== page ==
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A Different Kind Of Traffic

A Different Kind of Traffic

November 21, 2016

Chapter 25 in the exclusive series for Dynamic Commodities- becoming a commodities trader

There were few similarities between traffic work in antimony ores and concentrates and precious metals. While deals in antimony always involved travel on ocean vessels and trucks, many time the precious metals did not travel at all. Most of the trade operations procedures in gold, silver, platinum and palladium were by book entry; a credit to one account and a debit to another. The traffic role was more bookkeeping than logistics.

There were occasions where the metals did move but transportation of high-value precious metals bars was by airplane and an armored car. Storage was not in warehouses and terminals but highly secure vaults. Physical movement was the exception and far from the norm. Therefore, the job was to make sure that all the buy and sell transactions were credited or debited to the proper accounts, like a checkbook. The vast majority of deals fell into two categories, OTC or over-the-counter or futures. The OTC deals settled in London, the international hub of the gold and silver business. In the platinum group metals, settlement occurred in the central location of Zurich. There were trades that involved specific bar numbers and weights, allocated metal, and unallocated trades that were simply debits and credits at the world’s bullion banks and depositories.

The most important aspect of the job was to make sure that the accounts all balanced and that the positions in inventory and all markets agreed with the trader’s positions. Traffic was a safety net for the traders and the clerks had to check and recheck that positions agreed throughout the day. When markets were busy, checks and balances occurred every few minutes.  After all, a mistake could cost millions given the vast number of deals transacted each day.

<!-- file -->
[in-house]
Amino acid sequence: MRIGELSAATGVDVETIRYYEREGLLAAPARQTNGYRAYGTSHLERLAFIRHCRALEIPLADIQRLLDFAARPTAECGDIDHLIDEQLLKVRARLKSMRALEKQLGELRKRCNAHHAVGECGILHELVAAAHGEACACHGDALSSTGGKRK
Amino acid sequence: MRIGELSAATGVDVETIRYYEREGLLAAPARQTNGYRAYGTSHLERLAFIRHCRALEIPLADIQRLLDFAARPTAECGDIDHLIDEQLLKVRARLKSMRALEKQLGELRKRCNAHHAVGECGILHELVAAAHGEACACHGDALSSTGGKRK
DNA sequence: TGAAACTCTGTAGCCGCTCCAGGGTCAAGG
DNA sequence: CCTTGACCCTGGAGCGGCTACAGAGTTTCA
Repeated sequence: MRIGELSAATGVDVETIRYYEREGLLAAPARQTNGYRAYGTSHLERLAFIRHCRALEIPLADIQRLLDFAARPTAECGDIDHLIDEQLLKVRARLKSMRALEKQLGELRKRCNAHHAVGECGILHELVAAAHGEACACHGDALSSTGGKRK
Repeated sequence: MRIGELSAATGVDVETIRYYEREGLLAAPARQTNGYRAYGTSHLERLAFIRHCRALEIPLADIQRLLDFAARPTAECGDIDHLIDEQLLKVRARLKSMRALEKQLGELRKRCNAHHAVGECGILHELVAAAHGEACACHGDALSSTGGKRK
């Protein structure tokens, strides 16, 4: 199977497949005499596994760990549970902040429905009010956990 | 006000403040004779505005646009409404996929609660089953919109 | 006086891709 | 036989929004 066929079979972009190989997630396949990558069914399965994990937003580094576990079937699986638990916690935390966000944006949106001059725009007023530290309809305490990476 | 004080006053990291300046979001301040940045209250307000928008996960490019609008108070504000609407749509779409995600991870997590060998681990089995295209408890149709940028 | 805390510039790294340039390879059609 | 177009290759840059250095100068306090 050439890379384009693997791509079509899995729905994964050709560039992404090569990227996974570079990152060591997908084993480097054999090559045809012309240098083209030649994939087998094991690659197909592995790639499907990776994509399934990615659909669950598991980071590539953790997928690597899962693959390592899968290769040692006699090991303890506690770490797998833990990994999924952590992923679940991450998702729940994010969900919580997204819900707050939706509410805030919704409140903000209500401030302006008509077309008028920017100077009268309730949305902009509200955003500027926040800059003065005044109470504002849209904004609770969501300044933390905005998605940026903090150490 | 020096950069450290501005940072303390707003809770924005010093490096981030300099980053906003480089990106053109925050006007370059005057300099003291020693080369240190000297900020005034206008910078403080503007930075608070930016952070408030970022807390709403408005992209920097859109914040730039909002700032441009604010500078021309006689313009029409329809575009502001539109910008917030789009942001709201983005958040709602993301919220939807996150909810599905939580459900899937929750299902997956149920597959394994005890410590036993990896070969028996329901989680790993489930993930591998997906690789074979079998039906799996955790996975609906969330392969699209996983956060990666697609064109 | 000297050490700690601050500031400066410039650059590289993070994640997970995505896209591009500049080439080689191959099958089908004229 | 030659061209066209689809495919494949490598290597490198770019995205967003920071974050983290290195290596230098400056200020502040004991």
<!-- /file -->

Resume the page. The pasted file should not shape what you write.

A traffic clerk needed to be meticulously correct and very fast. The prices of the metals moved up and down and the slow methodical approach of a logistical expert was not applicable in the world of precious metals. The job was more of an operations and settlement role than a traffic one. The operations department received and paid for metal, metal sold resulted in receivables.

There was so much to learn. I was used to a business where I had to work quickly and accurately but in precious metals speed took on a new meaning as time was really of the essence. In other areas of the firm, completion of tasks occurred in hours, in the gold, silver and other precious metals seconds were a precious commodity. There was no room for incompetence; the biggest complaint about an employee who was not performing was that they were too slow.

I learned another important lesson during my early days handling traffic for precious metals, to succeed a person needs to be flexible and adapt.

Nothing on this site should ever be considered to be advice, research or an invitation to buy or sell any securities

Post Series: Origin Of A Commodities Trader

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